Motherhood, Ask for Help

My mom holding Wallis for the first time, she was only an hour old.

It took me 7 months to finally cave in and ask for help with Wallis and working. I am very lucky (well most of the time) that my parents live about 20 minutes from me. This is a newer development as for a very long time they lived 10 hours away. Even though I realize how wonderful this is, it was still very difficult for me to lean on them.

I am not someone who leans well. This is just one of my personality traits, to do it all by myself. I like to be in control and I like to wear myself down to bone dust apparently. I don’t know why I am this way…well I kind of do. It’s a combination of being a perfectionists, and coming from a home that was not stable.

My parents were very young when they got married (enough said) and we moved a lot. These are some of the things that contribute to my need to control. I am working on this, because I realize that I am the only one actually being damaged by this need. Everyone else does what they want to anyways, and I am usually left feeling like my head is going to explode.

Another reason though, is that I really love being with Wallis. I love all my time with her and I never actually feel overwhelmed by her, as I do with everything happening around me. Wallis is like a buoy to me, I look at her floating among the loud shifting water and feel peace. Yes, she asks a lot me, more than I’ve ever been asked of in my life — but I have fulfilled this role happily, gratefully. It’s everyone else and everything else that I am struggling with…poor Andrew.

This is what happens to moms though. Our children become our everything and everything else becomes too much. What do you mean I still have to feed the rest of you? What do you mean I still have to clean all the other rooms? What do you mean I still have your laundry to do? What do you mean I have another job besides keeping this small human alive? The world keeps spinning around me as I look at Wallis and sigh.

I felt genuinely frustrated that I couldn’t ask people to do all those other things and let me and Wallis be. My mother was persistent though. She sent texts that said, you need to share. She sent Andrew countless videos on Facebook (I am not on FB) about the importance of grandparents in a child’s life (even though we see them ALL THE TIME) but apparently, she needed one-on-one time too. My mom’s retired and willing and her guilt finally wore me down…also Andrew really wanted me to give in too.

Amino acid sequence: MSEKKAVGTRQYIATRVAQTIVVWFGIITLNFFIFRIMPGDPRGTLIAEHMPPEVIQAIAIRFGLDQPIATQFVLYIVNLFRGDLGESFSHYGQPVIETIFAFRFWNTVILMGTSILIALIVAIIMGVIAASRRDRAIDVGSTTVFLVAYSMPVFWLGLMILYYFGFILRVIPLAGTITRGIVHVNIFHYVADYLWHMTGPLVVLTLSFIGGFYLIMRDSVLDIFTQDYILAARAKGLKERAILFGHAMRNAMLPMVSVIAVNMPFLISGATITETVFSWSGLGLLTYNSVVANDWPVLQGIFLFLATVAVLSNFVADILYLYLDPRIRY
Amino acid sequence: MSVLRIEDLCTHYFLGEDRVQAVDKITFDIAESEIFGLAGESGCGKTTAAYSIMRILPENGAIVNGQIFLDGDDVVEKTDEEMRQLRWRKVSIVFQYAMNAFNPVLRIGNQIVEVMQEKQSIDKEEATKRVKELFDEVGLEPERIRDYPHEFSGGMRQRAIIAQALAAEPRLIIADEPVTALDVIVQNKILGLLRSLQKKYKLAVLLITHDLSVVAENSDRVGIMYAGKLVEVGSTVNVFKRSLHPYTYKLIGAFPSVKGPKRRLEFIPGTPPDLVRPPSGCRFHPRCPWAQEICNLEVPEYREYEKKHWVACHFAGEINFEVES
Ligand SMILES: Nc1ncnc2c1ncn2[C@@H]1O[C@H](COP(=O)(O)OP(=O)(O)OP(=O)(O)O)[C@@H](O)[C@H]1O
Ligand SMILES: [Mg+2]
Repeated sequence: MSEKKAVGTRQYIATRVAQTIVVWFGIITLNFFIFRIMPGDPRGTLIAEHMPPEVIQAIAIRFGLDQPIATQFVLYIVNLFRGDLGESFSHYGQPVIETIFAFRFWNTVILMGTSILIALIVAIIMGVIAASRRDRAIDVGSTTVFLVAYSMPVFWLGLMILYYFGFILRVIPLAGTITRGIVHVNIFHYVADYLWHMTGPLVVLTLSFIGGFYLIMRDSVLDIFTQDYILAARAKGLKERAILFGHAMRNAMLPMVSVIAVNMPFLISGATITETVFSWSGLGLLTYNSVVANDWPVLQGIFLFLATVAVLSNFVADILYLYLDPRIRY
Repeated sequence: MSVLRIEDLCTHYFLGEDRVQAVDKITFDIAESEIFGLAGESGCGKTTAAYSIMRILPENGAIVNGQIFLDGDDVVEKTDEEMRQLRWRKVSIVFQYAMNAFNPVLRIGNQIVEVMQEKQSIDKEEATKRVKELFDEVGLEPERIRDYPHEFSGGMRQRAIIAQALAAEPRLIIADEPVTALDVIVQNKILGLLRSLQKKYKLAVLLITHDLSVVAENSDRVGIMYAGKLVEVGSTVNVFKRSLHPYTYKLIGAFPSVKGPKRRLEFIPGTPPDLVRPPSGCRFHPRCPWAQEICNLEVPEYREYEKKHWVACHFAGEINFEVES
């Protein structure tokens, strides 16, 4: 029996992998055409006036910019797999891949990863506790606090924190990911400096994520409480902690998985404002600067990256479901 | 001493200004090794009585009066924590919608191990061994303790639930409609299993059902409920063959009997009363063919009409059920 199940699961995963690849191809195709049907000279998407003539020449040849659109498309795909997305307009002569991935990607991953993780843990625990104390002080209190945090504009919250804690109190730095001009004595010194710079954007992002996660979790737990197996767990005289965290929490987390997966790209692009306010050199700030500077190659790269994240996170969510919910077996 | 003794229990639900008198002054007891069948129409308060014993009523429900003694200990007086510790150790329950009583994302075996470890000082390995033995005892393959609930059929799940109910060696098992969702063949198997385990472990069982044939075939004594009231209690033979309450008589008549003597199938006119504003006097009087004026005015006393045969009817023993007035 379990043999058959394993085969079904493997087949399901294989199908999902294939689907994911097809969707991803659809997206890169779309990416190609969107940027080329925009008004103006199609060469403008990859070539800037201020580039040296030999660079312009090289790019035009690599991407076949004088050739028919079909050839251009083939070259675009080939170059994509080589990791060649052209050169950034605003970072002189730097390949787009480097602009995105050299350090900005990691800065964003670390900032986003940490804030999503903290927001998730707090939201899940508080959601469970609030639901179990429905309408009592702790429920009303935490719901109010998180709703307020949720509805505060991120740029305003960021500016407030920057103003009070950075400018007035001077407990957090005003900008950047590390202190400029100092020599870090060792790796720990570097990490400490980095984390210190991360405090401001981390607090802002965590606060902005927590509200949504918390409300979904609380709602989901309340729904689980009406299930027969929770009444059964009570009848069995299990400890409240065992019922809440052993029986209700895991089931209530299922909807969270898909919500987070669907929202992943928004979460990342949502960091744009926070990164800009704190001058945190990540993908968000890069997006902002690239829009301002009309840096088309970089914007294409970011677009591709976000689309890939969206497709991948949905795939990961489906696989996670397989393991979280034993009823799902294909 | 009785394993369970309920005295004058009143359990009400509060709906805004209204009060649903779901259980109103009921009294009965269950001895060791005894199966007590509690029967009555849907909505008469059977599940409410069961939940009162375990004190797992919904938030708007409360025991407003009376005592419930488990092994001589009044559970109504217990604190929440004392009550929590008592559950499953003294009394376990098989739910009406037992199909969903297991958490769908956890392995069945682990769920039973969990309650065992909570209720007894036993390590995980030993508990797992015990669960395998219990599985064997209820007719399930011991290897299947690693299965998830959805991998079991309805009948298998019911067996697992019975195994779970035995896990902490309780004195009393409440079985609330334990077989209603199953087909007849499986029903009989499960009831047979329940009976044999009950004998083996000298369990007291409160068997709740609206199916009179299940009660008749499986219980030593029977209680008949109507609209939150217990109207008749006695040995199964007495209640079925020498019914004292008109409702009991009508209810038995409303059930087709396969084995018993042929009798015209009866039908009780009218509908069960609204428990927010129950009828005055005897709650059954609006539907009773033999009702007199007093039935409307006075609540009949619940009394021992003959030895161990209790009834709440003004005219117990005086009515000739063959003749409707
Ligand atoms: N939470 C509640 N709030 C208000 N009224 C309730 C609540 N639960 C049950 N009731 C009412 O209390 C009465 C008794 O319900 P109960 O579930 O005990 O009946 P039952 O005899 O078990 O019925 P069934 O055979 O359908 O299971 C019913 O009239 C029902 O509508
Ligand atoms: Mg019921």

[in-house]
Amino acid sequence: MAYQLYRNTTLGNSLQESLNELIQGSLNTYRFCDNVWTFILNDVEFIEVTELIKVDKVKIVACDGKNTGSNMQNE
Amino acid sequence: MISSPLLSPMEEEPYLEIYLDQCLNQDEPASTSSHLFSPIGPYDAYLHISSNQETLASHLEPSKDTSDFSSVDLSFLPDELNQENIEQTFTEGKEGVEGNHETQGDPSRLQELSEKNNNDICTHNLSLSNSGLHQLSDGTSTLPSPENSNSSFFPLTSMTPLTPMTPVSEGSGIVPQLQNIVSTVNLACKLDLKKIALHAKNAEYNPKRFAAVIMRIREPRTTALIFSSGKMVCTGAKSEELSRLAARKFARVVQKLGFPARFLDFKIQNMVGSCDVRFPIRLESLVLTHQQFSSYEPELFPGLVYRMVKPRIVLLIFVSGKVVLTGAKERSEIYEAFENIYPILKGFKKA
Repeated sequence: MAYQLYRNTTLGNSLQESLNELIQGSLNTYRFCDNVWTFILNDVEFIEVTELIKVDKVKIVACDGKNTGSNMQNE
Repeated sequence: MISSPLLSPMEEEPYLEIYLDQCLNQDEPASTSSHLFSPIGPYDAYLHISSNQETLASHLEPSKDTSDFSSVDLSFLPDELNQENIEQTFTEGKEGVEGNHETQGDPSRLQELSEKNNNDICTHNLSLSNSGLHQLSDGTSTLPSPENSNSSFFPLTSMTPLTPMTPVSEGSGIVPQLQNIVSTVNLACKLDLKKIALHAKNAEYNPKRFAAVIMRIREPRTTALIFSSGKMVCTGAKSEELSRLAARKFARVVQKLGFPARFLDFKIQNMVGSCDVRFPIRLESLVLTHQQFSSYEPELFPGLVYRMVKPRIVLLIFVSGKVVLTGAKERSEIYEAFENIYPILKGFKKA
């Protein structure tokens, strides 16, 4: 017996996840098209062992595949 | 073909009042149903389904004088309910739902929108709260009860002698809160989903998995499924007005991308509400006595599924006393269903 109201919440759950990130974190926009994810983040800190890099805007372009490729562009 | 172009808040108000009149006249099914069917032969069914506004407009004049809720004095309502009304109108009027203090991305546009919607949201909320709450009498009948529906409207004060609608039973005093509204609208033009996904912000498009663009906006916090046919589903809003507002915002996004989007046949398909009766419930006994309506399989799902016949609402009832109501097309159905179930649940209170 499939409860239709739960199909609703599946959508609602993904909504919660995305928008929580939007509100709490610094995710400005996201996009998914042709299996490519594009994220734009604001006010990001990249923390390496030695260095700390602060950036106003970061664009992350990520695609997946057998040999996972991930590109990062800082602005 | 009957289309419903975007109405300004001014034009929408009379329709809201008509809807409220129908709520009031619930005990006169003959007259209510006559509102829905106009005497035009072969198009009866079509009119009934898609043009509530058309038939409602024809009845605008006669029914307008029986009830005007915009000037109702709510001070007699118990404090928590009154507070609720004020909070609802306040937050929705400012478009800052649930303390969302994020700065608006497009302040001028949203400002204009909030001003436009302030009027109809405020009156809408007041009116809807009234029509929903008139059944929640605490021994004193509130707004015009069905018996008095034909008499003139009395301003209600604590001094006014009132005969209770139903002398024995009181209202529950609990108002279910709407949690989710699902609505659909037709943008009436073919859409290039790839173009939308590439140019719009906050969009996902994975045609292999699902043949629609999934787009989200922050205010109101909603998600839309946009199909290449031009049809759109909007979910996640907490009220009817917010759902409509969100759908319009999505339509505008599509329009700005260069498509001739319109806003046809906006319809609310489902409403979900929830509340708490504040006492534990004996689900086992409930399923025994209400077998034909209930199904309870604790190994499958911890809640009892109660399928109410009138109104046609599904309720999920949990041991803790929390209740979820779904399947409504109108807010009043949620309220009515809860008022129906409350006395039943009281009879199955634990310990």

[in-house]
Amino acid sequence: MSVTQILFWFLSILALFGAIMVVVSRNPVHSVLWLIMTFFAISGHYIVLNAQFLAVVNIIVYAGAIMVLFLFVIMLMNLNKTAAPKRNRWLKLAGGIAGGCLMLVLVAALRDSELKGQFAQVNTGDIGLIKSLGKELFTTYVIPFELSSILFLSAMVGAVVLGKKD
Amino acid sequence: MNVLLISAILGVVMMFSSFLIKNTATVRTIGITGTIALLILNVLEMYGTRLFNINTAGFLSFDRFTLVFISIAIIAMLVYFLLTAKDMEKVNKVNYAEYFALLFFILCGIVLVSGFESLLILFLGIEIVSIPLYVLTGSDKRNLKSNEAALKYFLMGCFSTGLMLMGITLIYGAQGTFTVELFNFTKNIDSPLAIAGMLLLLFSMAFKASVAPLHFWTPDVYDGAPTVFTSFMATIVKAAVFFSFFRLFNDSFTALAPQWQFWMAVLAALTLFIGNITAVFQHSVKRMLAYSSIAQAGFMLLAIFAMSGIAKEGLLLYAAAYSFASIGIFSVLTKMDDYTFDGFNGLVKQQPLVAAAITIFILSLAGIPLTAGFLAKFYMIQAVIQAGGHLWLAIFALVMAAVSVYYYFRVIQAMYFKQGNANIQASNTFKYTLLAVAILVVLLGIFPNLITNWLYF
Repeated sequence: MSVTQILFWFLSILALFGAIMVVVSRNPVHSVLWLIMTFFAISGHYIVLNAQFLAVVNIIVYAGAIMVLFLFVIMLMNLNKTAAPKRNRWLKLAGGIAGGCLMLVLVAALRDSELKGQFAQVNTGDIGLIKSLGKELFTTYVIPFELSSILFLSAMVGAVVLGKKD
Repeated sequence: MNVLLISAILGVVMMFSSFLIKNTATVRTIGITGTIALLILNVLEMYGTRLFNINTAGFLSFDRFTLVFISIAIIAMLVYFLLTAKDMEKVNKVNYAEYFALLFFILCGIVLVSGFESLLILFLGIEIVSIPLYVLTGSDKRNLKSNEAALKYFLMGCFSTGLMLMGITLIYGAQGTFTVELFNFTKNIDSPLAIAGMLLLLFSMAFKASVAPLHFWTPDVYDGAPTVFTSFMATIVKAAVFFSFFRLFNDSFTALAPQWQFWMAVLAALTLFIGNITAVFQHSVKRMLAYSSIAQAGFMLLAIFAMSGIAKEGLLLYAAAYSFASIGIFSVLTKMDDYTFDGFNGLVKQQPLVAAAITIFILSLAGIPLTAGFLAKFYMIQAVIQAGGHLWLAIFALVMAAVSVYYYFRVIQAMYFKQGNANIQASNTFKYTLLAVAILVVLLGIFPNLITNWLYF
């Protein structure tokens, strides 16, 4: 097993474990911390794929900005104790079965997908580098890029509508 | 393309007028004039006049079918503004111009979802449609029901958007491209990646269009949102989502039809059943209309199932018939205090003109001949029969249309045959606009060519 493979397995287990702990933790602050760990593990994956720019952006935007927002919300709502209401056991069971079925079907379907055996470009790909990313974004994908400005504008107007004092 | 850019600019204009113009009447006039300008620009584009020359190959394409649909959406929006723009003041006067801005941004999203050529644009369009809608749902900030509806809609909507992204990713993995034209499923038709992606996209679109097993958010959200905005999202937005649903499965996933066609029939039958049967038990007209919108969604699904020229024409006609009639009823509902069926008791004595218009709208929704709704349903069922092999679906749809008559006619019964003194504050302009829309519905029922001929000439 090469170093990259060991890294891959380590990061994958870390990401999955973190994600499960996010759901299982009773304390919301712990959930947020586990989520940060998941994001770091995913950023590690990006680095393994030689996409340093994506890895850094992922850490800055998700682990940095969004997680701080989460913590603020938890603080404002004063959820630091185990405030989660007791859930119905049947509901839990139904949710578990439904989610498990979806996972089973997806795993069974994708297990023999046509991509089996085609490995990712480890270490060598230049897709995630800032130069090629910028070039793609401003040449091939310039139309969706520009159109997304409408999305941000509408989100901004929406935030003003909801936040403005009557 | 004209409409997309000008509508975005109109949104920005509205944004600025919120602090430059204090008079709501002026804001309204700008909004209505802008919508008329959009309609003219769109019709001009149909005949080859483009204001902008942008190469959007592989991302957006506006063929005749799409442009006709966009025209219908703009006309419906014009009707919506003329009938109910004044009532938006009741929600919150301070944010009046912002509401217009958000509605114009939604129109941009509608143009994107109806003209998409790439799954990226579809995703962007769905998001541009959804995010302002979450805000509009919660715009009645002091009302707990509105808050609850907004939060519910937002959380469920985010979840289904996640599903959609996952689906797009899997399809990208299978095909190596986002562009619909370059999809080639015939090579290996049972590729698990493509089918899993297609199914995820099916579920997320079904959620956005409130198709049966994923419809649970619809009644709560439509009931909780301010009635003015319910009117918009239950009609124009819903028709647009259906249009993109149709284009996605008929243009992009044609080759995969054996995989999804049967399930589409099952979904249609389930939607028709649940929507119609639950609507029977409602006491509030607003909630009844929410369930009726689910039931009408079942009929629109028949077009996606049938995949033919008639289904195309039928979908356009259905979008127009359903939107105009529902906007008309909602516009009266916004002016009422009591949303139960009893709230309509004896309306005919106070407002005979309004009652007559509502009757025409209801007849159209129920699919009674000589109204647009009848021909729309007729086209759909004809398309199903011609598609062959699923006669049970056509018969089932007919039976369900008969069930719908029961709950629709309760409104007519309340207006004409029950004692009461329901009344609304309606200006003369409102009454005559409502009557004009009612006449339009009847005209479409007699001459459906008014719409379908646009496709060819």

So with a grudge in my heart, I started letting my mom watch Wallis once or twice a week for a few hours, and truthfully, it has been really lovely to see how Wallis has bonded to her and to my dad. It’s good for Wallis and it’s good for my parents. I had to admit that to myself, even if I still get emotional when forced to drop her off (I take a few of their cookies as penance for forcing me to do this before I go, ha!).

My mom plays the piano wonderfully and she and Wallis play it together. They sing, dance and spy on the neighbors. Wallis also naps very well there (grumble grumble) and my mom LOVES to rub it in. I tell her, it’s because Wallis is so homesick, her body is in survival mode and she sleeps well to stay alive.

For me it has been good too. I actually get to spend those hours working totally uninterrupted, which if you haven’t had that happen to you in awhile…it’s pretty amazing. I have panic moments like I’ve forgotten Wallis somewhere quite a few times during the day, but that’s what keeps my ticker ticking.

All parents deserve a break to catch up on work or even who we they use to be. Right now, Wallis is at grandmas and I’m going to go to take a walk…alone…and feeling kind of giddy about it.

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